Bansal, the director of M3M India, one of the partners on the project, declined to comment for this story. But a representative for the project confirmed Bansal's remarks and added that the specifics of the buyers' trip — where they would be flown and under what circumstances they would meet Trump Jr. — were still being worked out.
Trump Jr. and the Trump Organization in New York did not respond to emails or telephone calls requesting specifics on their Indian partners' plan.
The launch of the new towers comes amid rising concerns that President Trump's children — including Trump Jr. and Eric Trump, who are running their father's business while he serves as president — are using their names to profit from their father's presidency, and that foreign officials and others may stay in Trump hotels or buy Trump properties in attempts to curry favor or gain special access to the first family.
A study released last week by the watchdog group Citizens for Responsibility and Ethics in Washington (CREW) found that the price of the popular "Ivanka Suite" in the Trump International Hotel in Washington, for example, increased from $914 a night last year to $2,134 a night in 2018.
Norman L. Eisen, the co-chairman of CREW and a former Obama ethics adviser, called the Indian developers' offer "outrageous."
"They are auctioning off access to the first family in a foreign land. What is to stop a foreign national with interests before the U.S. government from purchasing a flat, or tagging along with someone who did, simply to ask Don Junior to raise some issue or concern with his father?" Eisen said.
The Trump Organization has more business entities in India than any other foreign country, financial filings show, with licensing bringing in estimated payments of between $1.6 million and $11 million since 2014.
As with most of its overseas deals, the Trump family has lent its name, technical assistance and advice but has not invested directly in any of its five projects here.
Along with the Trump Towers Delhi NCR (National Capital Region) in Gurgaon, construction on which is expected to begin in three to four months and finish in 2023, the projects include two residential towers in the low-key city of Pune, a tower with a glittering gold facade in Mumbai, a planned office tower in Gurgaon and another residential project in the eastern city of Kolkata.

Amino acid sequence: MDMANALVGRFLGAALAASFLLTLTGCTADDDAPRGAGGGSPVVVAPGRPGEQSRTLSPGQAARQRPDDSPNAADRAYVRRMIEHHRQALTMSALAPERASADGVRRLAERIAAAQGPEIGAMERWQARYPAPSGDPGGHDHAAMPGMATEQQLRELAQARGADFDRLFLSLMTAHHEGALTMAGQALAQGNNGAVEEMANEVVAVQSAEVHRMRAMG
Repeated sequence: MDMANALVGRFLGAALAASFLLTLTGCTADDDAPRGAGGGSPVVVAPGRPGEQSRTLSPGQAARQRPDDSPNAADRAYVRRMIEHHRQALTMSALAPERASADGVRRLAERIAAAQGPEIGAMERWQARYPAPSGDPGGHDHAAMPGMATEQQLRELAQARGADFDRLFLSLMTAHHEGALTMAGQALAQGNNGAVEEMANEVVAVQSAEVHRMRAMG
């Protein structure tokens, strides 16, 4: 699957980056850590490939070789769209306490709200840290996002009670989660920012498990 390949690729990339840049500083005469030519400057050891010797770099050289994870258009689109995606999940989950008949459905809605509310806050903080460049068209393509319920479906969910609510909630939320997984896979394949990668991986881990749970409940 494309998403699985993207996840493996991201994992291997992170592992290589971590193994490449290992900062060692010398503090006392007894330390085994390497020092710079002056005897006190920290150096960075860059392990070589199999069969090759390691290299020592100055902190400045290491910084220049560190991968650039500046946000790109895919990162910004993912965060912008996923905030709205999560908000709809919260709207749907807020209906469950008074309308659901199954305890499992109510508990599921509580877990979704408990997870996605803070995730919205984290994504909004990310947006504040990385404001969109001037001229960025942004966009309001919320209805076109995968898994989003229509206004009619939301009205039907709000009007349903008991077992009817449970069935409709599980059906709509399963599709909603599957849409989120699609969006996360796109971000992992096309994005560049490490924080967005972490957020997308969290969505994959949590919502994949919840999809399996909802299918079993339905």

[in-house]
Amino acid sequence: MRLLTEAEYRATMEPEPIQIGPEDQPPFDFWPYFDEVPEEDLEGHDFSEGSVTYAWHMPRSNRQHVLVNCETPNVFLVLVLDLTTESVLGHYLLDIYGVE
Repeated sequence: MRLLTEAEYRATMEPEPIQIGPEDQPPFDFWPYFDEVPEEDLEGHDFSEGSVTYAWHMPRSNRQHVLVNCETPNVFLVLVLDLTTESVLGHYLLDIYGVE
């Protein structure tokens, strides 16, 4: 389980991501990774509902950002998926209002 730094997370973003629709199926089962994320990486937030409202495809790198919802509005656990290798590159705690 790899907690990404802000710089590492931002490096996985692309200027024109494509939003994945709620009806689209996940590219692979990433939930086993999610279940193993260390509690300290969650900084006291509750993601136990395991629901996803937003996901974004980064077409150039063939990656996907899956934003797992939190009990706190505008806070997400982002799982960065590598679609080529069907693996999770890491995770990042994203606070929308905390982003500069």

Some of the Trump partners have been the subject of tax or money-laundering investigations, and at least three have connections to prominent Indian politicians, a scenario that the Center for American Progress called in a report "a breathtaking array of conflicts."
M3M, for example, was embroiled in a long-running tax investigation that the company said was resolved in its favor. Kalpesh Mehta, the head of Tribeca Developers, the co-partner on the Gurgaon project, was one of three Indian developers who visited Donald Trump shortly after his election in November whose pictures with the president-elect set off a firestorm on social media.
The luxury real estate market in India is sluggish at the moment, but the Trump Organization says that sales of its more moderately priced units in Kolkata have done well — with the building more than 65 percent sold after a "soft launch" last year.
Last week, employees from Mumbai-based Tribeca Developers gathered outside the new Trump sales office in the Oberoi, Gurgaon — a luxury hotel in a suburb that is home to multinational corporations and small farming villages where cattle still meander along dusty lanes. (The area recently changed its name from Gurgaon to Gurugram.)
They did not allow a reporter to speak to any prospective buyers, who were ushered in one by one to see a model of the two towers emblazoned with the Trump name. The apartment homes in the project — with private elevators and access to a nine-hole golf course — range in price from about $780,000 to $1.6 million.
A man in business attire who was on hand to see a sales presentation asked a sales representative what the "discounts" were.
She laughed and said that sales have been so good that "we're not even thinking about discounts at this point."